Understanding Zincanneal – How it’s Formed and it’s Benefits

Zincanneal refers to sheet steel with a unique coating of the zinc-iron alloy. It is a result of a continuous hot dip process. Zincanneal steel is normally used in the making of non-exposed vehicle panels, washing machines, switchboards, door panels, commercial refrigerators among other applications.

Zincanneal products are characterized by a matte grey coating, with a spangle free surface that is perfect for post-painting. Moreover, they offer great bending and roll-forming that is geared to give you an easier time during fabrication, and impressive results thereafter.

This article explores how Zincanneal, sometimes referred to as galvannealed steel, is created. You’ll also get to learn about some of the benefits of this attractive matte-finished steel sheet.

The Process of Producing Zincanneal or Galvannealed Steel

Zincanneal is formed by modifying galvanized steel through a post galvanizing heat treatment, which transforms the protective coating into a zinc/iron alloy. The result is a spangle-free, smooth grey surface. The process starts with hot-dip galvanization, where the steel sheet is passed through a galvanizing zinc bath.

After the steel sheet has been submerged in a zinc bath, it is taken through the air knives where removal of excess zinc is done. The air knives basically refer to devices that blow off debris or liquid from the products passing on conveyors.

In the hot dip process, the air knives remove any impurity and excess zinc to perfect the bonding of three metals – steel, zinc, and iron. After passing through the air knives, the sheet steel is heated in the annealing furnace for at least a minute. This causes the zinc and iron layers to diffuse and bond into each other.

However, the annealing must be done when the stripes are still very hot from the galvanizing step. That means the zinc is still in liquid form during the annealing process. Now, the galvanizing bath contains 0.1 percent aluminum added to induce a powerful bonding between zinc and iron.

The Annealing Process

Annealing process requires temperatures of 500 to 565 degrees Celsius. This is possible because most of those processes nowadays are done in induction furnaces as opposed to the traditional annealing lines, which used gas fired heating.

After the annealing process, three distinctive layers are identified, and they are:

  • Gamma
  • Zeta
  • Delta

These three layers are characterized by varying chemical formulas in terms of iron and zinc quantities.

In addition, the process results in between 9 to 12 percent of the iron bulk content. The resulting aluminum is between 1 to 4 percent. However, these compositions may vary depending on the heating temperature and time.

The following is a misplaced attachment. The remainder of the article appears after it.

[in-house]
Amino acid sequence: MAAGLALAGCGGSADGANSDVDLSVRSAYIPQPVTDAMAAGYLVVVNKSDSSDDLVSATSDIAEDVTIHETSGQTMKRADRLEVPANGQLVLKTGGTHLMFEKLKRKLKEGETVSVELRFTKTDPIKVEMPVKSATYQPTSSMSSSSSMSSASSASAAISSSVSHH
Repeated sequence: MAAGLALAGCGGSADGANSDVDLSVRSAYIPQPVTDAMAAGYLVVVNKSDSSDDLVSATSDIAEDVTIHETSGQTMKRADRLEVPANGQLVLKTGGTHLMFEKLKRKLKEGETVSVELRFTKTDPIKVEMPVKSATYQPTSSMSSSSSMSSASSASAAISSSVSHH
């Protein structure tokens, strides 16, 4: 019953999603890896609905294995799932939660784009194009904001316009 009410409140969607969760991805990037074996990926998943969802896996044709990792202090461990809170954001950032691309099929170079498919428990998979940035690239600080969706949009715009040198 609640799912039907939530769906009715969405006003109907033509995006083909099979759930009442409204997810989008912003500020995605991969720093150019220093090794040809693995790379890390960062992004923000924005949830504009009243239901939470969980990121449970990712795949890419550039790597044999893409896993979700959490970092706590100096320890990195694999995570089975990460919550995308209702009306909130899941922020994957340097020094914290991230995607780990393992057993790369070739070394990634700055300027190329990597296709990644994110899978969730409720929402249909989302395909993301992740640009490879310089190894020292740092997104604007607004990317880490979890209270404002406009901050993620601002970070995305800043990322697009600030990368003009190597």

The results of the annealing process are a matte appearance finish. It is hard and brittle, but further working by bending or pressing may cause the coating to degrade. Nonetheless, it offers better spot weldability and allows paint to adhere well more when compared to the galvanized zinc coating.

It is also worth noting that the iron present from the alloy phase makes the Zincanneal vulnerable to corrosion in moist environments. It develops a tarnishing which is red in color. The good thing it that repainting is easy with zinc phosphate coating.

The Advantages of Using Zincanneal

The galvannealed steel or zinc anneals feature unique properties than the galvanized steel. It can assume a super smooth finish upon being temper rolled. This makes it a great choice where surfacing specifics are crucial.

However, the galvannealed steel is resistant to corrosion with minimum yield strength. Besides, these surfaces boast improved capabilities on spot welding, formability, and impressive painting abilities.

Moreover, the Zincanneal is not as susceptible to rust as the galvanized steel. Also, better welds are achieved with zinc alloy coating. In fact, the welding performance is similar to the cold rolled steel. Due to these benefits, the galvannealed steel has a hot demand in automotive and appliance industries.

Bottom Line

When done properly, galvanized steel is the ideal option in countless applications. Moreover, once it has gone an extra process of annealing, the steel metal can be beneficial in a variety of applications. Besides, the zinc anneals feature an attractive matte finish and can work well with various types of paints.

Due to its excellent paint adhesiveness and weldability, Zincanneal steel is considered the best for architectural application. Galvanized steel, on the other hand, largely features a zinc coating, which results in a full spangled finish after a hot dip process. So, galvanized is less appropriate for welding, forming and painting, and you are better off with Zincanneal.

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